CAIRO (AP/ABC) -- Egyptian President Hosni Mubarak says he is transferring some power to his vice president, Omar Suleiman, but will not leave the country.
Mubarak said in a nationally televised address Thursday that the demands of protesters calling for his immediate ouster are just and legitimate. He said he had requested six constitutional amendments, answering one of the demands of the protesters. He said he would lift hated emergency laws when security permitted.
Mubarak also vowed to punish those behind violence over the past two weeks and offered condolences to the families of those killed.
CAIRO (AP) -- President Hosni Mubarak will meet the demands of protesters, military and ruling party officials said Thursday in the strongest indication yet that Egypt's longtime president may be about to give up power.
The military's supreme council was meeting Thursday, without the commander in chief Mubarak, and announced on state TV its "support of the legitimate demands of the people." A spokesman said the council was in permanent session "to explore "what measures and arrangements could be made to safeguard the nation, its achievements and the ambitions of its great people."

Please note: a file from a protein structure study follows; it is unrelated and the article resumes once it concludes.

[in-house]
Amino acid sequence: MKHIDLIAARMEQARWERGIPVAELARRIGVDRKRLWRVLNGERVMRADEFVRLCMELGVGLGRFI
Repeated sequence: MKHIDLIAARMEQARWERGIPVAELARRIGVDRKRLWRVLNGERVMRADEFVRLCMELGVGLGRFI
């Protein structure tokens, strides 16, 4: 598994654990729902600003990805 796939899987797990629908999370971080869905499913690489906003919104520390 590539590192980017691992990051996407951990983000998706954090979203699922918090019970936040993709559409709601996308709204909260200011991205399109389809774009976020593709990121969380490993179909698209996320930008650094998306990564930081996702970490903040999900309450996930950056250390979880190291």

Gen. Hassan al-Roueini, military commander for the Cairo area, told thousands of protesters in central Tahrir Square, "All your demands will be met today."
CAIRO (AP) -- Military and ruling party officials say President Hosni Mubarak will speak to the nation soon and meet the demands of protesters. Protesters are insisting he step down immediately.
Military officials say the armed forces' supreme council has been meeting all day long and will issue a communique shortly that they say will meet the protesters' demands.
The ruling party chief, Hossan Badrawy, tells The Associated Press he expects Mubarak to address the nation and make a announcement that will satisfy their demands.